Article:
Last year I made my first physics cake for a departing year 13 class. A chance to combine two things I love: physics and cake! This is a chocolate courgette cake with chocolate ganache and it was gorgeous. You can’t see or taste courgette after it’s baked. Think carrot cake. I have made it with and without the hazelnuts and think it’s infinitely better without them.
I decided to bake a physics themed cake for my classes when they leave school or sixth form. Because it’s fun, they seem to like it, and it’s cake! The challenge of decorating it with a physics theme, whilst also possessing my cake decorating skills, is great. I had an inspired moment when I realised I could make a Feynman diagram from Smarties for this one. My students got it immediately (hooray!) but in the staff room was a slightly different story!
This year I had year 11s and year 13s leaving on the same day. Double cake dilemma! I made sticky ginger cake with ginger buttercream for the 13s. It used a 23cm tin and was a mammoth cake considering I only had 6 students this year. Only three were in the final lesson to eat it. Happy staff room at break time. 🙂 I can’t find the recipe online. It’s an old one I kept from an old BBC Good Food magazine. The partner website is the best place to get delicious, reliable recipes from. I can’t recommend it enough.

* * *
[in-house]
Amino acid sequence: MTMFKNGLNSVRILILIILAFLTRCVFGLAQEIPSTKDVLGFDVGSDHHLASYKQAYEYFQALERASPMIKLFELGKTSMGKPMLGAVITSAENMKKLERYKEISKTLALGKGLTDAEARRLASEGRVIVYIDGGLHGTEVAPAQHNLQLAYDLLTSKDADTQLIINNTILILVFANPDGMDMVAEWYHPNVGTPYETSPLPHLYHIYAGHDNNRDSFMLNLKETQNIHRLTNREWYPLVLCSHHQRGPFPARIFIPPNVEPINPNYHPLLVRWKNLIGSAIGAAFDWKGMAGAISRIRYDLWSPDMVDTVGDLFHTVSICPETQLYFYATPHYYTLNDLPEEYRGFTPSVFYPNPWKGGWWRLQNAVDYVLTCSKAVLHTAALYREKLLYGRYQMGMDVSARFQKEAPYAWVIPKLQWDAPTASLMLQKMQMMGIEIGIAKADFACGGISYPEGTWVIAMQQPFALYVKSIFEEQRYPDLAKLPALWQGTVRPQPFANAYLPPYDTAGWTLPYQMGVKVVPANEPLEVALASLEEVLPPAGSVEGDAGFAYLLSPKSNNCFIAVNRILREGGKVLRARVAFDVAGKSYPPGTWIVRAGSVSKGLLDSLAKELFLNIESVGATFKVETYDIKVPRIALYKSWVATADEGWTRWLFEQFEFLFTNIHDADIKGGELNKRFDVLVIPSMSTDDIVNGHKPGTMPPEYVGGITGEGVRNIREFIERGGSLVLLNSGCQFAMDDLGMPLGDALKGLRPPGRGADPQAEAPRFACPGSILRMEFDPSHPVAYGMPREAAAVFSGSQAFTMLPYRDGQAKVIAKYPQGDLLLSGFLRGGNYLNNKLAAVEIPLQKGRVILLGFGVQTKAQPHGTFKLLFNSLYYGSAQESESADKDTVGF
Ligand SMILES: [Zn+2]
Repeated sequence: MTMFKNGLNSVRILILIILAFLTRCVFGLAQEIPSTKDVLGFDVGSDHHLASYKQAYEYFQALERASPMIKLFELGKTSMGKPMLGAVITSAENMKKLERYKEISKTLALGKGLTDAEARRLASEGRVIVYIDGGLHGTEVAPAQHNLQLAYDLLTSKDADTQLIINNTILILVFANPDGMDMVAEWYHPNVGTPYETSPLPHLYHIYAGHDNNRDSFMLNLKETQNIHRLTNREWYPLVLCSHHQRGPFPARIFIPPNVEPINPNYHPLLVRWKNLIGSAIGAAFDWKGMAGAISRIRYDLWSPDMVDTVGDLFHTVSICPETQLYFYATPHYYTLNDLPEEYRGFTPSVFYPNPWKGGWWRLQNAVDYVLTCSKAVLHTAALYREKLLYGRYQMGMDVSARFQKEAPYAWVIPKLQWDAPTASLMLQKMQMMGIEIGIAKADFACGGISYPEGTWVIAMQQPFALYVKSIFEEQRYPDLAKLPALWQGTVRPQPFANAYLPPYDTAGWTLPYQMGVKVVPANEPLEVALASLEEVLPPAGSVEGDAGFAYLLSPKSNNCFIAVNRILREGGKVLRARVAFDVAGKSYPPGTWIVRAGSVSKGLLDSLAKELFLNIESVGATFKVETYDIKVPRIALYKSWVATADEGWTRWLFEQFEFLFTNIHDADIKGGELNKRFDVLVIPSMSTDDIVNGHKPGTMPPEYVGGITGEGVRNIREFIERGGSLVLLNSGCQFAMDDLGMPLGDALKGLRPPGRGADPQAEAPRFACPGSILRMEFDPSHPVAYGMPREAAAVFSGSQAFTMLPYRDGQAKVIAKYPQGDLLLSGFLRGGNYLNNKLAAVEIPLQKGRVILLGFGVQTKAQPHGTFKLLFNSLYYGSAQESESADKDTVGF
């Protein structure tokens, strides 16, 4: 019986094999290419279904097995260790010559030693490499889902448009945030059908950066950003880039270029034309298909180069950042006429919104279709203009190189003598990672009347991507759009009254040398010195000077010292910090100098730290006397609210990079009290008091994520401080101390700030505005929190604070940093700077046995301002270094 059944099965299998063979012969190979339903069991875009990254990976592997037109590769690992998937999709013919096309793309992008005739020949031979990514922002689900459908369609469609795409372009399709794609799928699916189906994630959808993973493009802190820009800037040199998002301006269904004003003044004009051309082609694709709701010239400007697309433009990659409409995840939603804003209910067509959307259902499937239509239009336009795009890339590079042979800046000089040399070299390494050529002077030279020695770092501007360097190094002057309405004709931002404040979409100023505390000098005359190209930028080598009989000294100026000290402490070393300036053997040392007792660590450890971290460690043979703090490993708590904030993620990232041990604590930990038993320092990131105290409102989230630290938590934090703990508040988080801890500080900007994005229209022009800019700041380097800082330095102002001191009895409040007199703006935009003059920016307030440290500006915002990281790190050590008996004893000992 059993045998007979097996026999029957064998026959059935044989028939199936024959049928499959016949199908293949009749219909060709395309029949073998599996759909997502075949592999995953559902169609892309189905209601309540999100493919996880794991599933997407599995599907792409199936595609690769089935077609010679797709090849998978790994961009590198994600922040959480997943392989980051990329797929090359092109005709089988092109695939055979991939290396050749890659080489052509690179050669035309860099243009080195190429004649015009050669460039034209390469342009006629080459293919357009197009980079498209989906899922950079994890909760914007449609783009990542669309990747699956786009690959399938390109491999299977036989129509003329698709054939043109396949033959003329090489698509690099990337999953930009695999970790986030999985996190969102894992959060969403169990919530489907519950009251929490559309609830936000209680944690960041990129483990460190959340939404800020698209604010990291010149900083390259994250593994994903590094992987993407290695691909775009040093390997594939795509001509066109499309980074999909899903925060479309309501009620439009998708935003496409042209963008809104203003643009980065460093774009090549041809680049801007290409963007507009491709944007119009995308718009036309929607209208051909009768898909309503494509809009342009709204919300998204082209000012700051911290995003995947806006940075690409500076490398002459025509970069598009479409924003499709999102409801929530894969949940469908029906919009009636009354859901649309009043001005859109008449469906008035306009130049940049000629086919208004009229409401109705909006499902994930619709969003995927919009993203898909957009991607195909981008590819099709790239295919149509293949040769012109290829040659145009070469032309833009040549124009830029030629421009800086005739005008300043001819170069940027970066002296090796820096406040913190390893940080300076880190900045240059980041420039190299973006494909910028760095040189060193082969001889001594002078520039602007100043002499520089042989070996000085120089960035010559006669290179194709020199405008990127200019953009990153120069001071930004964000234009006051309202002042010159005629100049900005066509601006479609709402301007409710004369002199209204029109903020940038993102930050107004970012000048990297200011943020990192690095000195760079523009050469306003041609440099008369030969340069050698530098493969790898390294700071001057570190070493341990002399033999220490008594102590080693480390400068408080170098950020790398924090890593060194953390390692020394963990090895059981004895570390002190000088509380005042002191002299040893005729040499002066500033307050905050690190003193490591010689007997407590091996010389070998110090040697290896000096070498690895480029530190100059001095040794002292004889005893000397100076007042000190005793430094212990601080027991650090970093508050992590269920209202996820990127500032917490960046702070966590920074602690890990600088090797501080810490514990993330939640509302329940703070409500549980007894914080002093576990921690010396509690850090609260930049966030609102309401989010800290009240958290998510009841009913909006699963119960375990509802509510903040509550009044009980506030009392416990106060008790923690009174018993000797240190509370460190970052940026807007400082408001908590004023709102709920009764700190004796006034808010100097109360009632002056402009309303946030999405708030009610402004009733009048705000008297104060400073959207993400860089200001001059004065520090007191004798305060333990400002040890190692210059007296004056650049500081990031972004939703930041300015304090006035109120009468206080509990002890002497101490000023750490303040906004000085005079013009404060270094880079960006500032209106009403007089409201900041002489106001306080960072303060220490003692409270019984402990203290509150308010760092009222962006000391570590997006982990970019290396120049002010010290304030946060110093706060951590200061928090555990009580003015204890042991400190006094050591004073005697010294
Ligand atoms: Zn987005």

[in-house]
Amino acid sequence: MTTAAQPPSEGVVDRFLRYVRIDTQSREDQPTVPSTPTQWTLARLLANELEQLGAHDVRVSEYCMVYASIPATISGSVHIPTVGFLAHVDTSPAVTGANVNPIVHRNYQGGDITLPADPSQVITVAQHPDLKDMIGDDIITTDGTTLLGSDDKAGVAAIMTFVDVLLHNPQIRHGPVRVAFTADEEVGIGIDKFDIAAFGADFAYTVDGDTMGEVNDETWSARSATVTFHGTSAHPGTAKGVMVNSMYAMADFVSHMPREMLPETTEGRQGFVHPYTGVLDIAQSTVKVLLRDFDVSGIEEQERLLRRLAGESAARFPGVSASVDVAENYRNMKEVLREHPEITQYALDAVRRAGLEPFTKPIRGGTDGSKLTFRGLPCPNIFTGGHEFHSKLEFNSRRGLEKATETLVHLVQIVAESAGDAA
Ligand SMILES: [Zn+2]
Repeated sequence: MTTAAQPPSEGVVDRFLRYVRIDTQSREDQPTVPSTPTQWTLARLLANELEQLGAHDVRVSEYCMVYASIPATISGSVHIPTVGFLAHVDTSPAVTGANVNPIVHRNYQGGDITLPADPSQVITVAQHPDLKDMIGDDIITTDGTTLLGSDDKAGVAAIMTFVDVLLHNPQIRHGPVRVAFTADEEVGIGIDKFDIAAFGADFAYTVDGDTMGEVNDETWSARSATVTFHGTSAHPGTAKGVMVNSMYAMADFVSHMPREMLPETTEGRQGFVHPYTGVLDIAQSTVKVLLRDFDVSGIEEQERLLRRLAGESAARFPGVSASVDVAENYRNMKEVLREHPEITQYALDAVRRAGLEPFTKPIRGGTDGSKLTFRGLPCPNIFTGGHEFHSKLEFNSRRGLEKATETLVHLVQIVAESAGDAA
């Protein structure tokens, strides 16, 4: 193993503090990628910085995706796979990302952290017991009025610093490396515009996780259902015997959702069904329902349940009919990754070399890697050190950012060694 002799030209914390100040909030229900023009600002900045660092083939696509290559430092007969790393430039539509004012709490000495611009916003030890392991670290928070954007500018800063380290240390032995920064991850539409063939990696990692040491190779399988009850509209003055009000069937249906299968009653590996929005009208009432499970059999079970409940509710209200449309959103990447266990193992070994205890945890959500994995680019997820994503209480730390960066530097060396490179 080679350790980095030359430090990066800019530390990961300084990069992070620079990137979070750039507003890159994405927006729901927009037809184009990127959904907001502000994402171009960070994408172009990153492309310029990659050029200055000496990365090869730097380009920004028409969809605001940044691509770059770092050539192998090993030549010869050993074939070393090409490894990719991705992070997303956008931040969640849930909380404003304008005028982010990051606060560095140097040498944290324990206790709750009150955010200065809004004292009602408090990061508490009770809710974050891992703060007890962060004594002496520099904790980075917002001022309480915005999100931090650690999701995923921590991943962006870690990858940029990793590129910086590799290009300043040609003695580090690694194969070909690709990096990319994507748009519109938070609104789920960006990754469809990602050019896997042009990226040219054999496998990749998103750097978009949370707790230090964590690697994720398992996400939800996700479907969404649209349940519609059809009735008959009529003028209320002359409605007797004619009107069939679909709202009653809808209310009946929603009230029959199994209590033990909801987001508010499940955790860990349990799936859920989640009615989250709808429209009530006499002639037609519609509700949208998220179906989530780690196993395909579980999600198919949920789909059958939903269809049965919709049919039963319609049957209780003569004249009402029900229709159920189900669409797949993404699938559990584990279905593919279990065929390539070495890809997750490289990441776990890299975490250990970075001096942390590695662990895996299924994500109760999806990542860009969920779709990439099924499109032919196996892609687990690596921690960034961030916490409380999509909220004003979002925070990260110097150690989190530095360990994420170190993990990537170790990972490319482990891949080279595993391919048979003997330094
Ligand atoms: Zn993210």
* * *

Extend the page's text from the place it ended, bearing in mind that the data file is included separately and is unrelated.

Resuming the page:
Little silver balls are not pleasant to eat, but they allowed me to put a bit more detail into the decoration. Suggestions from the staff room for the picture were a wave (too simple, even for me!) and Isaac Newton (ha!). A particle physics inspired cloud chamber picture is what I went for. I’m very happy with the result.
I’m afraid I’d used up all my decorating power for the ginger cake. Year 11 got amazing grasshopper brownies, with quite disappointing iced physics symbols and constants on top. One student asked if I had baked them. Well, I would be pretty gutted if I’d bought them and they looked like this!
The recipe I used was, again, from Good Food magazine. I can’t find the same one online, but this is similar. Mine didn’t have alcohol in *warning klaxon* I wouldn’t have done that and taken them to school! Mine had peppermint essence in the white chocolate layer and the chocolate topping was just dark chocolate and golden syrup. They were lovely and I was hoping to have a nice picture of the inside with the layer but they ended up looking scruffy after I’d hacked them into pieces. They looked a mess. It was unexpected that we ended up having a good discussion and a little quiz, with year 11 trying to guess what each of the symbols stood for. They got the Hubble constant. I think this is called revision by stealth!
Eating cake with classes in the lab on their last lesson also feels a bit good because we aren’t supposed to eat in the lab. Take that heath and safety! (don’t worry, I took paper plates and didn’t rub the cake over the lab benches 😉 )
Looking online at other peoples physics cakes is marvellous. I encourage more people to decorate cakes in line with their subject themes!